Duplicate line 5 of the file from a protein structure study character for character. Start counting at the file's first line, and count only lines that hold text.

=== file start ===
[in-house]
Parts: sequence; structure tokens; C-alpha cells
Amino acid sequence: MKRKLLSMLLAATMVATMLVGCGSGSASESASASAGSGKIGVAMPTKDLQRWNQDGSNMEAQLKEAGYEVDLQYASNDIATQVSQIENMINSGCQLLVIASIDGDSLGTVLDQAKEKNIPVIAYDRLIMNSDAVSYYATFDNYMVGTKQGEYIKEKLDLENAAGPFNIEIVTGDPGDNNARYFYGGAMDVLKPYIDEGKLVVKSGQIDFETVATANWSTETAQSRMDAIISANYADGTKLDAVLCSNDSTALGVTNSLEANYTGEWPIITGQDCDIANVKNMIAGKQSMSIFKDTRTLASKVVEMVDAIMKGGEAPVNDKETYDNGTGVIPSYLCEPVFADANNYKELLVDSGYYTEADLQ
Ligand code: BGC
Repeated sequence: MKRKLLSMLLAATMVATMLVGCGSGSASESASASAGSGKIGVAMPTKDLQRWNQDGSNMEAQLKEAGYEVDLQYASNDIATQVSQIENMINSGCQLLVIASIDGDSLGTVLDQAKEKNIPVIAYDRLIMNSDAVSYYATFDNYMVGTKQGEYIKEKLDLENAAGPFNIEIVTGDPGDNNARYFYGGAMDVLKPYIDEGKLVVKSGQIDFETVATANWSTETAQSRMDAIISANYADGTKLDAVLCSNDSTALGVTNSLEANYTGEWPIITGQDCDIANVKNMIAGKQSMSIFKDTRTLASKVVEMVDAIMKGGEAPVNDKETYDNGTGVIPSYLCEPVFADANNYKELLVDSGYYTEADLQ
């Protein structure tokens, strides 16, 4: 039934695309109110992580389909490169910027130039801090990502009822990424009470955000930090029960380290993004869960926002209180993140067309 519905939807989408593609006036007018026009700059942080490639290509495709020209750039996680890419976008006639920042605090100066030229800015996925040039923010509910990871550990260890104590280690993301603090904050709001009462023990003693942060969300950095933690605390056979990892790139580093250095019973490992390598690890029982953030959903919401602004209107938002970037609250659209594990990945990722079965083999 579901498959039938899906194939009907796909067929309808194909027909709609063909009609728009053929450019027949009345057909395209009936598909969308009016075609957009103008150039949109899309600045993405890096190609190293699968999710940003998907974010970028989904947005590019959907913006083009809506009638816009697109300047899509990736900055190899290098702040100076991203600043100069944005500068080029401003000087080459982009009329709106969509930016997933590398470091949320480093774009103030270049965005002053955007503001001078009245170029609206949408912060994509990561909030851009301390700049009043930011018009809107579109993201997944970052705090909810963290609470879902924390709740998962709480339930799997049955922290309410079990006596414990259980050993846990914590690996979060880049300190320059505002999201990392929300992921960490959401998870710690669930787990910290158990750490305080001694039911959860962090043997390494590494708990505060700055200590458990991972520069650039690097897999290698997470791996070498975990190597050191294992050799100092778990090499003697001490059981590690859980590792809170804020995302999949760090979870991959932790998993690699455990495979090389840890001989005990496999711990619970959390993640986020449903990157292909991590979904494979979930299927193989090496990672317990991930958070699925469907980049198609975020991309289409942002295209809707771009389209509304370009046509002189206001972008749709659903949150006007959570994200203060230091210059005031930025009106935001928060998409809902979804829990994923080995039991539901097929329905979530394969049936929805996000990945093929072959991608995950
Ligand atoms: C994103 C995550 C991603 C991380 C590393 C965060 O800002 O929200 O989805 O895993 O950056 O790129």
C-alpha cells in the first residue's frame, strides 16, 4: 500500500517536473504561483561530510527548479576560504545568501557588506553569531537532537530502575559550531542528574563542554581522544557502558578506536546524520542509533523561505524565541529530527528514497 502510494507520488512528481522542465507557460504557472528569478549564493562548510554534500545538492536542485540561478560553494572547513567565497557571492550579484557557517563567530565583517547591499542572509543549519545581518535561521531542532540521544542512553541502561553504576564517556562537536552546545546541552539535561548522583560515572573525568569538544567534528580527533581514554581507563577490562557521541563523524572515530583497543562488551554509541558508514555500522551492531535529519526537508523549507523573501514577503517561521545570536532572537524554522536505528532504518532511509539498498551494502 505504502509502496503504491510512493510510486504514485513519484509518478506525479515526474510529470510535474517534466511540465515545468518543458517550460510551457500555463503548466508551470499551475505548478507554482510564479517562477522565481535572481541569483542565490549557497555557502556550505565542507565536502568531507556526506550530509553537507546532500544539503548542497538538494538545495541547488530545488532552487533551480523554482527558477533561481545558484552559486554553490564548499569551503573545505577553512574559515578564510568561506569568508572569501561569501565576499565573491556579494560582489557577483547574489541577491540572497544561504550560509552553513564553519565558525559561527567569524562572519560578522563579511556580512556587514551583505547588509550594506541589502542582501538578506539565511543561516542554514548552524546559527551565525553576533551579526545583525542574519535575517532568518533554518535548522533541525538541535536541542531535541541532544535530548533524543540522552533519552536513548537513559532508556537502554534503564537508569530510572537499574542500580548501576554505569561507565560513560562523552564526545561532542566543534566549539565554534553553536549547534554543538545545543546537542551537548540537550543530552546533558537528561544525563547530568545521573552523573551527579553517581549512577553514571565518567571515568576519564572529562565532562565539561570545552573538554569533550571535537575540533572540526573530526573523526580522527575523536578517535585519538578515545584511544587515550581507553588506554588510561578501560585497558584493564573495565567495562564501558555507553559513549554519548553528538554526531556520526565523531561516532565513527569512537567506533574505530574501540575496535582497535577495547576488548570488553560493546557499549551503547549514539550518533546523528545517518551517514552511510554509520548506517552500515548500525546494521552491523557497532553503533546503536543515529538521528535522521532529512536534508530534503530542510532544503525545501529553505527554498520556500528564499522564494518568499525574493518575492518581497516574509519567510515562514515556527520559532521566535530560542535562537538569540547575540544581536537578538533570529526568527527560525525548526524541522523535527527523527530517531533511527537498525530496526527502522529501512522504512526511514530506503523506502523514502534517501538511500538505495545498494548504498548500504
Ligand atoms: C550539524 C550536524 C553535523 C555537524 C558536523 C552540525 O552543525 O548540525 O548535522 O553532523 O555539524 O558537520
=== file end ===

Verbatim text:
Repeated sequence: MKRKLLSMLLAATMVATMLVGCGSGSASESASASAGSGKIGVAMPTKDLQRWNQDGSNMEAQLKEAGYEVDLQYASNDIATQVSQIENMINSGCQLLVIASIDGDSLGTVLDQAKEKNIPVIAYDRLIMNSDAVSYYATFDNYMVGTKQGEYIKEKLDLENAAGPFNIEIVTGDPGDNNARYFYGGAMDVLKPYIDEGKLVVKSGQIDFETVATANWSTETAQSRMDAIISANYADGTKLDAVLCSNDSTALGVTNSLEANYTGEWPIITGQDCDIANVKNMIAGKQSMSIFKDTRTLASKVVEMVDAIMKGGEAPVNDKETYDNGTGVIPSYLCEPVFADANNYKELLVDSGYYTEADLQ